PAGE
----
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There are many written and unwritten “rules” in Photography. Mostly, they are guidelines, I am not sure that there are rules about any art form, but some guidelines help us out. You have probably heard of the rule of thirds as it relates to composition. You have heard about the golden mean for composition, but have you thought about how depth of field affects your composition?
Composition is one of the easiest techniques to use to improve your images, it is also one of the most overlooked. You may never think about it, but perhaps you really should. Your composition can make a mediocre image strong, just by moving your camera.
Composition has been used by painters for hundreds of years. Many of our current composition tools come from the art world. The master painters worked out how people look at a painting and put a system together that would cause people to stare into their paintings. They used techniques like leading lines, S-curves, symmetry and pattern, repetition and other techniques, to make their paintings more dramatic and compelling. Something they also used was perspective. Perspective gave a three dimensional feel to the painting and made a two dimensional scene seem three dimensional. Leonardo da Vinci mastered this technique and used it to great effect in some of his masterpieces, most notably, The Last Supper and the Mona Lisa. In some ways, Leonardo used depth of field to compose his paintings.
Depth of field is the transition from sharp focus to soft, out of focus areas in the image. The zone of sharp focus, and how much is in focus, is known as the depth of field. You will hear photographers speak of a shallow depth of field or a deep depth of field. The latter means that most or all of the image is in sharp focus. A shallow depth of field means that a small portion of the image is in focus.
How does this work? If you are photographing a landscape scene, you will likely want all of that scene to be in sharp focus. This is called a deep depth of field, and means that the whole scene is in focus. This is good for some forms of photography. At other times you will want only a small portion of your overall image to be in focus. For example, in a close up shot of a flower, you will want the flower to be in focus and everything else to be softly out of focus, this is called a shallow depth of field.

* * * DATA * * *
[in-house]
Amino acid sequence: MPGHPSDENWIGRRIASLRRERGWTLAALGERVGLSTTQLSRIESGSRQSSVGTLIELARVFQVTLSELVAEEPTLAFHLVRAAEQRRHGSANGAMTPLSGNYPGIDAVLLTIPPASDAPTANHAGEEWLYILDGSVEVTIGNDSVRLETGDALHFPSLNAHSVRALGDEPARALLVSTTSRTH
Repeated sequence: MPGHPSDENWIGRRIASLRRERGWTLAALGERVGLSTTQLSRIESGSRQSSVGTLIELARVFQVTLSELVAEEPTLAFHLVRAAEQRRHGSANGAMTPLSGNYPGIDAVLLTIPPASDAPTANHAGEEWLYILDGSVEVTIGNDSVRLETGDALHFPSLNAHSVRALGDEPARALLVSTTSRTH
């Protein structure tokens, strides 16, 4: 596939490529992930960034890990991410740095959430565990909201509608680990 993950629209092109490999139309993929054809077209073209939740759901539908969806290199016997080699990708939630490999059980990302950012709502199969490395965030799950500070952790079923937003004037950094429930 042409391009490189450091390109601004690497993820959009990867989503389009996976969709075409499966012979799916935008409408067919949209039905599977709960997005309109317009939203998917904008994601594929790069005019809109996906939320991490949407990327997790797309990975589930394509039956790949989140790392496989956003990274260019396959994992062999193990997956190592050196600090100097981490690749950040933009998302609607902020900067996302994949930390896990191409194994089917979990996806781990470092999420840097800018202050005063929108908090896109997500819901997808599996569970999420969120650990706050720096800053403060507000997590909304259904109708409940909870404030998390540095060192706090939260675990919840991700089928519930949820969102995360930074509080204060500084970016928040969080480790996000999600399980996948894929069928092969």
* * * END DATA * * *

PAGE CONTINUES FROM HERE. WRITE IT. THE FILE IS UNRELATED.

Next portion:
You have seen images where the one part of the flower is in super sharp focus and the rest is soft and blurry. Some portrait shots also look like this, the person is in sharp focus and the background is out of focus. Why would you want to do that?
The biggest reason is that your eye will naturally go to whatever is in focus in a photograph. So, if you are shooting a wedding and you have a photo of the bride and groom, but they are out of focus and the people behind them are in focus, where do you think viewers will look? They will look at the people behind the couple of course. We assume that if something is out of focus, that we aren’t supposed to look at it. So you can use shallow depth of field to force your viewer to look at your subject. Make sure that whatever your subject is (flower, rock, insect, bride etc) that it is sharp and in focus. If the rest of the image is out of focus, that part of the image will stand out and people will immediately look there.
Depth of field is determined by the aperture setting on your camera. Your aperture setting is called the F-Stop. Technically speaking, the F-Stop is the focal ratio of the lens. It is the ratio of the lens’s focal length to the diameter of the entrance pupil. Technical, I know, but not critical.
What is critical is that you need to know how the “F” number works. The basic rule of thumb is as follows, the lower the number (i.e. f/2.8, f/4) the shallower the depth of field or only a small amount of your image will be in focus. If you have a higher number (i.e. f/8, f11) the more of your image will be in focus. So if you want the look of having a small part of your image in focus then use an F-Stop of 2.8 or 4. If you have a lens that goes down to f/2.8 or even f/4 give this a try:
Now take a look at the images, what you will notice is that the f/2.8 image will have a small part of the image in focus, the f/8 and f/11 images will have most of the scene in focus. This now becomes a compositional choice. You can decide on every image what should be in focus and what can be blurred.
As a photographer you have the ability to determine what you want people to look at. By using a shallow depth of field and having only part of the scene in focus, you will make sure that there is no doubt about what the subject is and where you want your viewers to look. A deep depth of field is also important in some images. In landscape photography, you will want a deep depth of field, a shallow depth of field in a landscape image might be confusing. Use your depth of field to determine where you want your viewers to look. Once again, with lots of practice and seeing the results, depth of field will be come an invaluable compositional tool.
I find that the most well known “rules” of composition are a good place to start. Once I have a scene set up, I then think about what I want to be in focus and what I want out of focus, or more precisely, what is my subject or focal point. From there I look at exposure, light, etc., and then I make the image. For me, depth of field has become an important creative tool that I use as often as I can to define my subject. Let me know what you think? Do you use depth of field as a compositional tool or not? If not, will you try it out? Let me know your comments below.